Why measuring wear isn’t always the best leaf chain inspection method
When conducting a leaf chain inspection of any form of safety-critical industrial equipment, there can often be an over-reliance on the measuring of chain elongation.
While chain elongation is a significant factor, it should also be considered in the context of a wide range of other chain wear signs and symptoms including the condition of surfaces, pins and links or the effects of rust.
It is also important to be able to differentiate between leaf chain stretch and leaf chain wear. And in particular to be able to recognise the difference between temporary elongation (due to an increased load) and permanent elastic elongation that indicates the chain needs to be replaced.
In this blog post we explain some of the most common signs and symptoms of leaf chain wear, we take a closer look at the subject of chain elongation and we explore some of the other contributing factors that could well be impacting on the operational life of your chain.
Signs and symptoms of leaf chain wear
First, let’s consider some of the most common types of leaf chain wear to look out for:
- Worn contours – These can occur as the result of normal wear on the sheave or abnormal wear due to rubbing on guides.
- Worn surfaces – Signs of wear on either the outer plates or pinheads can often occur due to misalignment or rubbing on side flanges.
- Tight joints – Tight joints are most commonly the result of rust, corrosion, bent pins, dirt or a foreign substance becoming caught in the leaf chain joints.
- Missing parts – Sometimes parts can be overlooked or missed at the point of assembly, meaning the entire chain will need to be replaced.
- Abnormal pins – Abnormal protrusion or turned pins are most commonly caused by excessive internal friction as a result of high loading or inadequate lubrication.
- Cracked plates – Often due to leaf chain being loaded beyond its dynamic capacity.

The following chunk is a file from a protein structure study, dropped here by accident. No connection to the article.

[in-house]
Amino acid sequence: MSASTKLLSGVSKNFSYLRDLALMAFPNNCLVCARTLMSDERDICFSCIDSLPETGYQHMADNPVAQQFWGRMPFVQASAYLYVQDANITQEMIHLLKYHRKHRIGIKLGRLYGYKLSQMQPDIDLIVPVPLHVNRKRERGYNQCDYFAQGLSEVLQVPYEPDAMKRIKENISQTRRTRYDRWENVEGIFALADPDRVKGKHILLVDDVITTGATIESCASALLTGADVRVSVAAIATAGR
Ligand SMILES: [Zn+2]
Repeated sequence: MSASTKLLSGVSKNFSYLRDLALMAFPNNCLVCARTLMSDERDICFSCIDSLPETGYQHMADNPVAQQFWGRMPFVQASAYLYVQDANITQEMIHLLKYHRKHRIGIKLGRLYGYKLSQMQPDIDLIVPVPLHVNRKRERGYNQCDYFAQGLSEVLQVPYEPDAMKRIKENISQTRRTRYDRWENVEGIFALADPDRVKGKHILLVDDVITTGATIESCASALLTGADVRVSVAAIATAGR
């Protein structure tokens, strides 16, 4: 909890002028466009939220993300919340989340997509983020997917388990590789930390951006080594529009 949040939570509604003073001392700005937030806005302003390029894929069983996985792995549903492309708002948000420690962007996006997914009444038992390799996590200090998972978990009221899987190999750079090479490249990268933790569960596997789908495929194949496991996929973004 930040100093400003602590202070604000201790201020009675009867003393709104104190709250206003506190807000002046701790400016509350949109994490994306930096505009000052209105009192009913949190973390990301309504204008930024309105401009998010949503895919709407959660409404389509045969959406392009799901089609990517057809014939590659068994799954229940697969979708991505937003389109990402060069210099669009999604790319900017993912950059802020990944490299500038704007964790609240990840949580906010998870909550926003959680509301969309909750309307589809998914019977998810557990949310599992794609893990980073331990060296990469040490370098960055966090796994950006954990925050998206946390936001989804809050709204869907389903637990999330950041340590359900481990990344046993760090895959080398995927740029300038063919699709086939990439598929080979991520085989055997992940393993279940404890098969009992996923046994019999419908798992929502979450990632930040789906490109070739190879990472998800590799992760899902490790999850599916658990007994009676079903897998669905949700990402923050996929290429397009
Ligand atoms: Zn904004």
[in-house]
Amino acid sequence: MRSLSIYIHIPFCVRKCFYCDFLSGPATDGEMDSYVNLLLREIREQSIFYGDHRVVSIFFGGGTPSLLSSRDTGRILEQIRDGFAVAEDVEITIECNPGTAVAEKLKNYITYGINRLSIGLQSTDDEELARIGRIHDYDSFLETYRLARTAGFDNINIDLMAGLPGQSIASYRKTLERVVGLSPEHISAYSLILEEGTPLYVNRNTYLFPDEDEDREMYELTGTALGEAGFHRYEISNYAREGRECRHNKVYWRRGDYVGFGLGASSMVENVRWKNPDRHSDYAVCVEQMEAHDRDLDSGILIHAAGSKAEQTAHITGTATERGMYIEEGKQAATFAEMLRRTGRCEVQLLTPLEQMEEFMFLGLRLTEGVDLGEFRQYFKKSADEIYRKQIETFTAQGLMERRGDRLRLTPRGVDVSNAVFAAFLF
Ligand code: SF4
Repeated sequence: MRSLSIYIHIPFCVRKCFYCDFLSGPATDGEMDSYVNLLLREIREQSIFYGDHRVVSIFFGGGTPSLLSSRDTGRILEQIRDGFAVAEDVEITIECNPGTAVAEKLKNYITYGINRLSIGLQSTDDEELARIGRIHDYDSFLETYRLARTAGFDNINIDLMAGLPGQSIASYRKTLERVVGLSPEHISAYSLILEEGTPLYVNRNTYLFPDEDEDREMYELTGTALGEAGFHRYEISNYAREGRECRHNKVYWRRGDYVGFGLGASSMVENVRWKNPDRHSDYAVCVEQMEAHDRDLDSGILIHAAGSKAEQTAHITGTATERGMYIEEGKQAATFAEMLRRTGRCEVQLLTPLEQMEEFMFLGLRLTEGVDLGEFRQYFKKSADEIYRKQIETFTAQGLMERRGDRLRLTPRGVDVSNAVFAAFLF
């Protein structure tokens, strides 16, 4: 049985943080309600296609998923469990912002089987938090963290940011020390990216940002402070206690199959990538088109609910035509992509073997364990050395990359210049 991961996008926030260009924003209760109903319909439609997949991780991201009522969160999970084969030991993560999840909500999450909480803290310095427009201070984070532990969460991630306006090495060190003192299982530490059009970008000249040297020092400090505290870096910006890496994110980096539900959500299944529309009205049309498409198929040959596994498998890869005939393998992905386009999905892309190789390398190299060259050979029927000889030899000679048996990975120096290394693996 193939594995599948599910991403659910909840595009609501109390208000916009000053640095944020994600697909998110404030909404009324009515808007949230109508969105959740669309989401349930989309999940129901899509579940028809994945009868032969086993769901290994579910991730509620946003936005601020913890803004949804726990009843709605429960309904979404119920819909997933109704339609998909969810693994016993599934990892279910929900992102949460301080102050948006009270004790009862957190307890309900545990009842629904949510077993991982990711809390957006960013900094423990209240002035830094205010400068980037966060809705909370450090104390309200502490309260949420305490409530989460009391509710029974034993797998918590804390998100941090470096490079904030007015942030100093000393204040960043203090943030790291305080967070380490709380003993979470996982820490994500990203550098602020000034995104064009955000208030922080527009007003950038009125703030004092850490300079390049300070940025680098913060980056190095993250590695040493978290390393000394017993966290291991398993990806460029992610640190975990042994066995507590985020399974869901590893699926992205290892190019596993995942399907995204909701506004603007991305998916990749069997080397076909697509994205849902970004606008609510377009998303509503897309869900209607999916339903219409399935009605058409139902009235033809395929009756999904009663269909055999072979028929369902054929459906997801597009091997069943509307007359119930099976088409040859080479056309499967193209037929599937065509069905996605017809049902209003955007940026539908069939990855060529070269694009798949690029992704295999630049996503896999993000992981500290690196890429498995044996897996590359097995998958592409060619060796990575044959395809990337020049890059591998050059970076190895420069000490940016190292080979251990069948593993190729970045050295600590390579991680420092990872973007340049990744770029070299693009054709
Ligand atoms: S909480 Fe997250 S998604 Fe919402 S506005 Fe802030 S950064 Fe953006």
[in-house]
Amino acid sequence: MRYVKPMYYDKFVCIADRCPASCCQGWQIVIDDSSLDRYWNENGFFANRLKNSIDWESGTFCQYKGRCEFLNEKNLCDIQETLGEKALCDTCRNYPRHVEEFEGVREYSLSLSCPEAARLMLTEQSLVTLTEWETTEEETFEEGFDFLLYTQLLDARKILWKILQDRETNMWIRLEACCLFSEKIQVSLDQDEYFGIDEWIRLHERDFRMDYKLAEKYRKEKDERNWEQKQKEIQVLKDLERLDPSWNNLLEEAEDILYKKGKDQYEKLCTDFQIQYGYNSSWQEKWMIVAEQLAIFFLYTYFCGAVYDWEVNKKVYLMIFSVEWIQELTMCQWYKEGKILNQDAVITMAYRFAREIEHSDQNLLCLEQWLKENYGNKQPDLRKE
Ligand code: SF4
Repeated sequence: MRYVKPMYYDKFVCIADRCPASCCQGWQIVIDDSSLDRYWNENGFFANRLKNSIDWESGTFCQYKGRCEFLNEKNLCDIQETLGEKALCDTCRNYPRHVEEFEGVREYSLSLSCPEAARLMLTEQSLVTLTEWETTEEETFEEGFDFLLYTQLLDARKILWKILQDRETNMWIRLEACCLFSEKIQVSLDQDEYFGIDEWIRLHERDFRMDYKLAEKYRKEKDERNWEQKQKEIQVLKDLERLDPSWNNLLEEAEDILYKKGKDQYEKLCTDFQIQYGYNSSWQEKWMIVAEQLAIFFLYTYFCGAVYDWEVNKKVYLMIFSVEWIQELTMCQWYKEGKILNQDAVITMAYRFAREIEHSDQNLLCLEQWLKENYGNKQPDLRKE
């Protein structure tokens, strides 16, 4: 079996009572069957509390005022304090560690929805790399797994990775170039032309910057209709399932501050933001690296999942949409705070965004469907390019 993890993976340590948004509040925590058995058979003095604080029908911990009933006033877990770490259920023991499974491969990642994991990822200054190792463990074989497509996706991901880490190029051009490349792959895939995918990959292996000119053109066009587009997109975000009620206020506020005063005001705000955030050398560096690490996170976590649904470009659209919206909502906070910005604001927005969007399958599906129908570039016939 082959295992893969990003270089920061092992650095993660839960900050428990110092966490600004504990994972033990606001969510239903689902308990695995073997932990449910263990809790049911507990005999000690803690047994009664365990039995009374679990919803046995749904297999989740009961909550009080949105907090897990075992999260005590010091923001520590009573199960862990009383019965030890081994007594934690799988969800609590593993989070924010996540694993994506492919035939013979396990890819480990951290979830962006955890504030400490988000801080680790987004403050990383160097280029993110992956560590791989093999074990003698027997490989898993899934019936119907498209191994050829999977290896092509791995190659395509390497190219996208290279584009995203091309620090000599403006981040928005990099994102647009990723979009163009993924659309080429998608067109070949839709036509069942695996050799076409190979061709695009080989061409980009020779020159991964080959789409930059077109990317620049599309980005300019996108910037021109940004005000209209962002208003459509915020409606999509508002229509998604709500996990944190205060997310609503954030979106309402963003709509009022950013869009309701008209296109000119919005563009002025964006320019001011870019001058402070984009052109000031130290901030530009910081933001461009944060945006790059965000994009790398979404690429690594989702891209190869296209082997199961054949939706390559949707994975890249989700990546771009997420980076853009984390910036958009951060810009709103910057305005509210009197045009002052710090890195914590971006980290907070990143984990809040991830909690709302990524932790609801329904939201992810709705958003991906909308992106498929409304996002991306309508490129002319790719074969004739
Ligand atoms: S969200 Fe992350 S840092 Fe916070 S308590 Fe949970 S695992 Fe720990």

- Fractured plates – High overload increases the chance of material distortion which can fracture the leaf chain plates.
- Enlarged holes – Enlarged holes on the leaf chain plate can often occur due as a result of the equipment operating under excessive load.
- Corrosion – Any corrosive atmosphere (such as industrial plants or coastal environments) can have an adverse affect on leaf chain wear life.
- Worn leaf chain anchor bolt connecting pins – Normal wear and tear can result in worn leaf chain anchor bolt connecting pins, so these should always be replaced whenever you fit new leaf chains.
Temporary vs permanent elongation
Like all metal parts, leaf chain will deform elastically when placed under load, but will generally return to its original length once that applied load is removed.
It is only at the point that the yield point has been exceeded that any chain deformation would be considered permanent and non-reversible.
Temporary chain stretch can provide an inaccurate indication of chain wear. So it is advisable to make sure your chain is operating under a small load (i.e no more than 1% of its tensile strength) in order to gain an accurate result.
Measuring a chain for wear when it is fully loaded could mean you end up over-reporting the wear by as much as 0.25%.
BL644 leaf chain, for example, has a tensile strength of 12.7 tonnes and a maximum operating load of 2 tonnes – so will have an elastic elongation of approximately 2mm per ton of load. In order to achieve an accurate result, it would therefore require a measuring load of about 150kg.
Other contributing factors of leaf chain wear
Other factors that also have a significant impact on the speed, and the extent of, chain wear are:
- The chain’s operating environment – heavy industrial locations or coastal/marine environments can often mean a greater risk of exposure to moisture or corrosives that can cause rusting, pitting or microscopic cracking
- The nature of the loads – if leaf chain is subject to dynamic impulse or shock loads, if you’re “inching” loads beyond the capacity of the lifting mechanism or if loads are being carried over rough or uneven terrain, these factors can all have an adverse effect on chain wear life.
- The frequency of work – the number of duty cycles that the equipment is being asked to perform per day/per week is another significant factor – and especially so as machines are now often being asked to operate over double shifts or to provide 24-hr operation.
- The size of the chain – the chain used on forklifts is getting smaller. A 2 ton truck that once used to operate using a BL8 chain, for example, will now more often be working using a BL6.
For independent guidance, and recommendations on chain wear, our advice is to refer to the following standards: The international chain standard ASME B29.8 2010; The guidance notes from the British Industrial Truck Association GN15; The Safety Assessment Federation MLCC01.
The frequency of forklift truck inspections must also comply with the minimum legal requirements as laid out in LOLER 98 (regulations 9, 10 and 11) for the Thorough Examination and Inspection of Industrial Truck Leaf Chain.